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All A.J. McKee wants for his father (Antonio) is a million-dollar house

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Bellator

Back before Ronda Rousey became a megastar in the fight medley, there was the story of her mom waking her up via armbars (and other submission holds) when she was a kid. With a judoka for a mother, childhood was different. Rousey, as was demonstrated later, ultimately endured and benefitted from the treatment.

With A.J. McKee — the son of MMA veteran Antonio McKee — there’s really no need for alarm clocks, either. The elder McKee honed his skills on his son’s sleeping frame for many years, innovative techniques rolled out in efforts to get A.J. to rise and shine. Fending off attacks in a drowsy state is a form of prepping for the cage, after all. If Dad knew anything, it was that consciousness and unconsciousness are forever crossing into each other in the fight game.

In other words, the young A.J. McKee was forced to empathize with Rousey’s rude awakenings.

"I know all about that," McKee recently told MMA Fighting. "Choke, punch, armbar, arm behind my neck. It was like, ‘no Dad, not this morning, I’m not in a playing mood.’ And he’s like, ‘what are you going to do? You gonna get mad? You gonna get mad?’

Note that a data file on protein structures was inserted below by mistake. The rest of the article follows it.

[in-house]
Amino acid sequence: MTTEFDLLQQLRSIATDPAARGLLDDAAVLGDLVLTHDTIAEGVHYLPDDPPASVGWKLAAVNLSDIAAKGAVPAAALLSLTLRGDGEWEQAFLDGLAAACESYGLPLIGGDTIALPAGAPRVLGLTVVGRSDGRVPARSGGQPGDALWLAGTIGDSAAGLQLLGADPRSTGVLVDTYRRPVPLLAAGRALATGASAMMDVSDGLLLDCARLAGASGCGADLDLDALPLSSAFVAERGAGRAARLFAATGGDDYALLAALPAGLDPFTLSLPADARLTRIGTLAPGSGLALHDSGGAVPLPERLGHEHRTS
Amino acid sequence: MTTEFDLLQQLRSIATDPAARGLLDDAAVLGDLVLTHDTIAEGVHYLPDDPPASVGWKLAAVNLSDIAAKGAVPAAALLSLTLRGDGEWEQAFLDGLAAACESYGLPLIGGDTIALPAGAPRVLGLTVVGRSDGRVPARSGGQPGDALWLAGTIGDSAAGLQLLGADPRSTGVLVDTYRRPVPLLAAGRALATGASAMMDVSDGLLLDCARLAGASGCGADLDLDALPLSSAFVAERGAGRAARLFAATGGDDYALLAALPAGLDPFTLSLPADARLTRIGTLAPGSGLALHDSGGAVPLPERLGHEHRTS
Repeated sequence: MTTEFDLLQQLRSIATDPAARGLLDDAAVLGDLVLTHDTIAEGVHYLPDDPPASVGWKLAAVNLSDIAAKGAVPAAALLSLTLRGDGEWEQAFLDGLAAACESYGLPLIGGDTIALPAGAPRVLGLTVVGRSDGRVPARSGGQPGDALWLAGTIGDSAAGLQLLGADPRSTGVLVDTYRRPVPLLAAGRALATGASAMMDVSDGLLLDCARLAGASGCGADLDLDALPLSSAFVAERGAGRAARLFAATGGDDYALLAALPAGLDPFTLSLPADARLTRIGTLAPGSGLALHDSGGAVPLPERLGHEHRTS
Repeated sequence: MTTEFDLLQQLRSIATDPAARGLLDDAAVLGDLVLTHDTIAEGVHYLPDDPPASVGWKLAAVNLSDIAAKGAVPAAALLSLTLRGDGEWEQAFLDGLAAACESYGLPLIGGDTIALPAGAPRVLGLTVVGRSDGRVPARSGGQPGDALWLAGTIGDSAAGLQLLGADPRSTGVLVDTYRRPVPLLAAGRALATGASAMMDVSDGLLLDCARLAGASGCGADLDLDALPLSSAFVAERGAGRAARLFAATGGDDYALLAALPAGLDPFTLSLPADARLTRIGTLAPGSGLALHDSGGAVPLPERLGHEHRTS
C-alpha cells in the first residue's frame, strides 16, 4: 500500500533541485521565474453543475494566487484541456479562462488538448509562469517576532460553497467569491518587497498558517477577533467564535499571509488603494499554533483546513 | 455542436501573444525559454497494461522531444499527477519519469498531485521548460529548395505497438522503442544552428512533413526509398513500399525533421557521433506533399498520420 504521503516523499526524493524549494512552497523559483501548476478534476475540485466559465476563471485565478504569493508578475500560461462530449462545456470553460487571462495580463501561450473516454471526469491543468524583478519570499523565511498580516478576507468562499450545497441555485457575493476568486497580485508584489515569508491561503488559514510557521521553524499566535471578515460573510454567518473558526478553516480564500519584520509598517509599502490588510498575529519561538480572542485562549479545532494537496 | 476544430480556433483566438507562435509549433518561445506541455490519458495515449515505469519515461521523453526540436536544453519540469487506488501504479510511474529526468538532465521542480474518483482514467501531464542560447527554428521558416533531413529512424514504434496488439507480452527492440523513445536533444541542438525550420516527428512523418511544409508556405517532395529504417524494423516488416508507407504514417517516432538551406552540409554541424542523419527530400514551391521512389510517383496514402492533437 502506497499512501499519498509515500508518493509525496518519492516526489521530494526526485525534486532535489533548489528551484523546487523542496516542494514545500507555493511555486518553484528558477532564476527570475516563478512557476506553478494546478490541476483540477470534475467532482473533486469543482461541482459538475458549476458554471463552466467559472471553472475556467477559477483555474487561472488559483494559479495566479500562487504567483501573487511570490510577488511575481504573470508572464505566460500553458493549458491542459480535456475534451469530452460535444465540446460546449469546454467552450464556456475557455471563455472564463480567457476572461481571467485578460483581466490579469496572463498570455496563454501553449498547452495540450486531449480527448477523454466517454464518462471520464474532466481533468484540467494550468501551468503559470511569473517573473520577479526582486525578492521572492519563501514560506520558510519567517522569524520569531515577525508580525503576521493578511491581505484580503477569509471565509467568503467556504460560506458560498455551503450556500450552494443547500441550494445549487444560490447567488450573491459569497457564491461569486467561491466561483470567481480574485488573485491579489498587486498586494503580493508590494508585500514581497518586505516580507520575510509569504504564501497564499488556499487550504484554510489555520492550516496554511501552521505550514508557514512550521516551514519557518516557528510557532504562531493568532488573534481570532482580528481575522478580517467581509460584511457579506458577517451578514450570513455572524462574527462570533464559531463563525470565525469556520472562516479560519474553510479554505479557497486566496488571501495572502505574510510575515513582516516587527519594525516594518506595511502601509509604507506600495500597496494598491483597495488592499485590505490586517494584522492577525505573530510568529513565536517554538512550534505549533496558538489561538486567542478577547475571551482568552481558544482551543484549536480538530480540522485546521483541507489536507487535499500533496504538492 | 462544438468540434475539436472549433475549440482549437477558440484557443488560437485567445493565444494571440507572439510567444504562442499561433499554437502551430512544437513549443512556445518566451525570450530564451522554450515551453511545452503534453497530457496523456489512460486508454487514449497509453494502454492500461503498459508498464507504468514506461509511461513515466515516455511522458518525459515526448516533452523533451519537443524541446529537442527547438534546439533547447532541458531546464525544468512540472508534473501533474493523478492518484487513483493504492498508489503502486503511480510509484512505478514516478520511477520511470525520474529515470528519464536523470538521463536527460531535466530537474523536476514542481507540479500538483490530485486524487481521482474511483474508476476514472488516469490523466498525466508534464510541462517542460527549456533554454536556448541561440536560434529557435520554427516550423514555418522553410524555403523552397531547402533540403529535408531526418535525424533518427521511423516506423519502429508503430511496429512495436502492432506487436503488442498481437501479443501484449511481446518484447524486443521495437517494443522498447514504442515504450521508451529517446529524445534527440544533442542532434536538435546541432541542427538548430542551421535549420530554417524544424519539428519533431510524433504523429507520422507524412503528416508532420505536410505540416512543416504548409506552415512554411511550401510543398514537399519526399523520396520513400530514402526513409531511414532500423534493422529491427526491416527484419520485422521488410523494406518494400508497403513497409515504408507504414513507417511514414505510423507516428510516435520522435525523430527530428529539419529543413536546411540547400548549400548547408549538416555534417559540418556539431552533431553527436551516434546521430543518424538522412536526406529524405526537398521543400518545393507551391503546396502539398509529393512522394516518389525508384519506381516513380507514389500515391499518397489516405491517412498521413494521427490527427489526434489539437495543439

"That’s him having fun and him preparing me. Say I get rocked one day and I go down and I wake up in the middle of a fight and I’m in a rear-naked choke…well it’s like, dude, you’re getting choked! Start defending it. He’s always preparing me for something and that’s what I love about him. He’s always one or two steps ahead of everybody."

A.J. McKee is now 20 years old and fighting in Bellator. He still lives with his old man out in Long Beach, and there’s plenty of pre-breakfast roughhousing going on to this day. The 45-year old Antonio is also his coach at Body Shop Fitness, a fast-rising gym that houses the likes of Bubba Jenkins and Emanuel Newton. The latter calls the LBC collective a "brotherin." A.J. is one of the star pupils making his way up the rungs. He won his first two professional fights — both in Bellator — and is now getting set to face another fresh face in John Donaldson on Dec. 4 at Bellator 147.

But this father and son story isn’t as easy as all that. Antonio, who fought nearly 40 times in a locked cage dating back to 1999, had to relent to the idea that his son was following in his footsteps.

"He actually hated the idea of me fighting," A.J. says. "He was like, man, you don’t know what this game is about and it’s definitely not set up for you. But I’m like, man, it’s all I’ve ever seen since I was four or five years old. I’ve watched Randy Couture, Chuck Liddell, Tito Ortiz, Rampage, I’ve seen all these guys come into my Dad’s gym and train with him so how are you going to tell me you don’t want me to fight? You guys are training with me being eight years old I’m standing right next to you guys hitting at the bag, not knowing what I’m doing but doing it because I have nothing better to do.

"So, it’s in blood. It’s something I’ve always wanted to do, so now I’m doing it."